On first impression, skeleton shrimp anatomy is confusing. These crustaceans use a funky assortment of body parts to move around like inchworms, feed on bits of sea garbage, stage boxing matches, and make lots of clingy babies.
Tadpole shrimp are neither tadpoles nor shrimp. They’re time-traveling crustaceans called triops. Their eggs can spend years – even decades – frozen in time, waiting to hatch. When California rice growers flood their fields, they create the perfect conditions for hordes of these ravenous creatures to awaken.
Under the bright yellow petals of a tarweed plant, an insect known as the assassin bug kills its caterpillar victim by stabbing it over and over. But does this perpetrator have an accomplice? Sticky droplets all over the plant could be a clue.
Most damselflies prefer sunny spots, but the quirky San Francisco forktail damselfly digs the fogginess of its hometown. When they hook up, they do it in style – linking their delicate bodies in a heart shape, then flying tandem for an hour or more after.
Horseshoe crabs may look scary, but when it’s springtime in Delaware Bay, millions of these arthropods show they’re lovers, not fighters. They lay masses of blue-green eggs up on the shore. At just the right time, they pop and release the larvae within to the sea.
While you’re enjoying a day at the beach, female bumblebee-mimic digger bees are hard at work nearby building a different kind of sandcastle. This one’s not for play – it’s part of the nest where their offspring will grow.
Native to the lakes of Mexico City, the axolotl stays in the water its whole life, swimming with a tail fin and breathing through frilly external gills. It’s nearly extinct in the wild, but survives in research labs the world over, studied for its amazing regenerative abilities. With our help, can these beloved creatures thrive once again in their ancestral home?
Hermit crabs are obsessed with snail shells. These crafty little crabs, found in California's rocky intertidal zone, are more than happy to let the snails build them a perfect home. When the crabs find a snail shell they like, they hop right into their new abode.
The devilish caterpillars of the pipevine swallowtail butterfly *devour* the California pipevine, never mind that the plant is trying to poison them. Their butterfly moms don’t pollinate the pipevine in return, though. So, the vine traps unlucky gnats in its labyrinthine flowers to do the job.
Look past their grasping claws and lightning-fast stingers, and you’ll see scorpions have a delicate pair of comb-like organs on their belly called pectines. These sensory body parts help them navigate, and figure out who’s a menace, a meal or a mate.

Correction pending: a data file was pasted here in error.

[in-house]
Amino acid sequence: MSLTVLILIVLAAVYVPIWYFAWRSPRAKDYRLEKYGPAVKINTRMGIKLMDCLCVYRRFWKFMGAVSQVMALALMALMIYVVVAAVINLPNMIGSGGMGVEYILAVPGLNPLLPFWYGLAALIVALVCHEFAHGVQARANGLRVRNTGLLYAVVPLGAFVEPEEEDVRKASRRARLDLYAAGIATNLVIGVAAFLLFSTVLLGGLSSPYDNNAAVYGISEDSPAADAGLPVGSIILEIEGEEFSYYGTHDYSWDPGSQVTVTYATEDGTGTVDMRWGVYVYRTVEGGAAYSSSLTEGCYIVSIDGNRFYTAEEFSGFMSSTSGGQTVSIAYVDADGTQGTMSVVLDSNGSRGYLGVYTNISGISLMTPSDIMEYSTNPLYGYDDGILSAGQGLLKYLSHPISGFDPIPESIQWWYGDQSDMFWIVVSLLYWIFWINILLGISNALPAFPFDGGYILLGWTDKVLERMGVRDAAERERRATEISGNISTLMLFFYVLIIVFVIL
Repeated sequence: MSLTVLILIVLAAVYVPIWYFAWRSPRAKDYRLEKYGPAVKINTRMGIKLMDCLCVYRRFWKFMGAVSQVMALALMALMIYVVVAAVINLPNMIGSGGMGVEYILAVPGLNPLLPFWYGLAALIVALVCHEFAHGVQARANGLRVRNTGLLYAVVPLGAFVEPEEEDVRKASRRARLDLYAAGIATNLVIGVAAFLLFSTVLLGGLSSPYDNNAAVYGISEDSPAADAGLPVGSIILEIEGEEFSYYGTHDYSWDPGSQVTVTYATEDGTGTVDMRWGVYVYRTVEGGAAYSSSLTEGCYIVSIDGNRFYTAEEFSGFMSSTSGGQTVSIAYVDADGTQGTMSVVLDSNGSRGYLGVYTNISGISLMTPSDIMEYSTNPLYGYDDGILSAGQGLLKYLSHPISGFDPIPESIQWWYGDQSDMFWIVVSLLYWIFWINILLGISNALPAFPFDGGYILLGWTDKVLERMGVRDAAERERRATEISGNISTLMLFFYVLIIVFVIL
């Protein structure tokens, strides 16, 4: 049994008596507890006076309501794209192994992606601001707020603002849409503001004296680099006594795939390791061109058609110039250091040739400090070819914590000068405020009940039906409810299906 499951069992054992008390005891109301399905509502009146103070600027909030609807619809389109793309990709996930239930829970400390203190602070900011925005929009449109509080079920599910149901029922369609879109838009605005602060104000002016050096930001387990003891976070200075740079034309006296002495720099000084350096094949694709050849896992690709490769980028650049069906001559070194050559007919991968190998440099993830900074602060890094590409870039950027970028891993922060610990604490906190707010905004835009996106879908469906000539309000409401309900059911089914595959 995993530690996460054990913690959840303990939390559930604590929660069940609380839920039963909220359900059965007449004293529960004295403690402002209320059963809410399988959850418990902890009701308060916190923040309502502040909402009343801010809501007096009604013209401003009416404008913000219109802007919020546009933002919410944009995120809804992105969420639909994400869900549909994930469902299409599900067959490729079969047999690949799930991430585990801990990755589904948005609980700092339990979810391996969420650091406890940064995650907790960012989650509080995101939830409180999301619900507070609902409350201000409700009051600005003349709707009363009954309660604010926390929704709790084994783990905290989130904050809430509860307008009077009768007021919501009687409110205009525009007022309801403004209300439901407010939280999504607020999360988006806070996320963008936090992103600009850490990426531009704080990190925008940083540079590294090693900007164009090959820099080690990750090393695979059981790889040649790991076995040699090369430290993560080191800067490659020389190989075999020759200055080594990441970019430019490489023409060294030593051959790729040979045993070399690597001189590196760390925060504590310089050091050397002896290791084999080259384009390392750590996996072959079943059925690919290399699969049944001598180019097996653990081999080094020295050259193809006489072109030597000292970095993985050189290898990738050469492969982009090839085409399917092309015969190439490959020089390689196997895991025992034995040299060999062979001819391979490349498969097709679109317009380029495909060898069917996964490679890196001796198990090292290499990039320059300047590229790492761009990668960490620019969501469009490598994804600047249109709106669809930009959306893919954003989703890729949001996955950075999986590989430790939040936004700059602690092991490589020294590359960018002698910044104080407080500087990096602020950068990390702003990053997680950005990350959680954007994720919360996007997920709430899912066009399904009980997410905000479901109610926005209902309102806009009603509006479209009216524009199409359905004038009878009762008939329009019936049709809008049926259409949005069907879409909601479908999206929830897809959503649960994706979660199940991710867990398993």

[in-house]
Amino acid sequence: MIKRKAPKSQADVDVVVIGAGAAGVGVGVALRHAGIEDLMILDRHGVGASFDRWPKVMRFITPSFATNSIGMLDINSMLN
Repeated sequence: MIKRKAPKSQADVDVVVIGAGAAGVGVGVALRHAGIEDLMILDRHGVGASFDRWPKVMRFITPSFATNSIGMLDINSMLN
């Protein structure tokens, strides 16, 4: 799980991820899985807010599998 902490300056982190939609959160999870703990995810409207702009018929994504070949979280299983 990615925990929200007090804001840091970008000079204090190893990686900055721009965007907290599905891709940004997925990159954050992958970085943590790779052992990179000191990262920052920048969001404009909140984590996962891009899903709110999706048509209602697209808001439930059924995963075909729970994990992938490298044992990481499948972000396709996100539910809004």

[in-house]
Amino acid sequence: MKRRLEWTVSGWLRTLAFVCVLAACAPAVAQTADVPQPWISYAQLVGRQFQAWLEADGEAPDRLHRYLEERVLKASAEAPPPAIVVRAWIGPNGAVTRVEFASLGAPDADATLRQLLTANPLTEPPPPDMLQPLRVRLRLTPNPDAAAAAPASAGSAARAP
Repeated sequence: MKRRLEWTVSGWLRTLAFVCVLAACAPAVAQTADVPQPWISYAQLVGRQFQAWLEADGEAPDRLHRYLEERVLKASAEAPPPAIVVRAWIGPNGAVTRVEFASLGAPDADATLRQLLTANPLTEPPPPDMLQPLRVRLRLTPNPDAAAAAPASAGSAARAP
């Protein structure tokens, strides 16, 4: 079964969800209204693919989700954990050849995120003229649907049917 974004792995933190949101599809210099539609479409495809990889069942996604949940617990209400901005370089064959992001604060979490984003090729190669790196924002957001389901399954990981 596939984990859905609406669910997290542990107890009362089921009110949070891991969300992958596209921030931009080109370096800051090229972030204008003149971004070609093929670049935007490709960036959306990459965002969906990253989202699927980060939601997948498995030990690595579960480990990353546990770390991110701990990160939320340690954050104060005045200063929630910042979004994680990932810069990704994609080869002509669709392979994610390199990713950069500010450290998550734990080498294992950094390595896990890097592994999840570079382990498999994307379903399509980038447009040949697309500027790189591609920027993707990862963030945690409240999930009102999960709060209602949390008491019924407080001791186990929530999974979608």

Could this tiny creature, named after a mythical multiheaded monster, hold the secret to eternal youth? Related to jellyfish and anemones, the hydra has an almost otherworldly ability to heal itself and stave off aging.
This fly’s larvae tunnel inside bitter-tasting greens like arugula and kale, leaving squiggly marks behind. The plants fight back with toxic chemicals. So before laying her eggs, the fly mom digs into a leaf and slurps its sap – a taste test to find the least toxic spot for her offspring.
Female aphids are the matriarchs of a successful family operation — taking over your garden. But don’t lose hope; these pests have some serious predators and creepy parasites looking to take them down.
What *is* that bizarre fish-shaped thing squirming in your sink at night? Firebrats and silverfish are pretty darn similar to some of the earliest insects on Earth. With three long filaments poking out their back, no wings and mini-me babies, they have something to teach us about survival.
As the sun sets, hordes of tiny crustaceans called beach hoppers – also known as sand hoppers – emerge from underground burrows to frolic and feast. They eat so much decaying seaweed and other beach wrack that by morning all that’s left are ghostly outlines in the sand.
Two tiny mites duke it out on strawberry plants throughout California. One is a spider mite that sucks the juices out of the delicious crop and destroys it. The other, persimilis, is a crafty predator that growers drop by the thousands from high-tech drones to protect their fields.
California oak moth caterpillars eat all the leaves on an oak, leaving a brown skeleton. Then they rappel down on a strand of silk, twirling and swinging. If you were enjoying the shade, good luck getting out of their way. For the oak, the caterpillars are a bigger deal –– will the tree survive?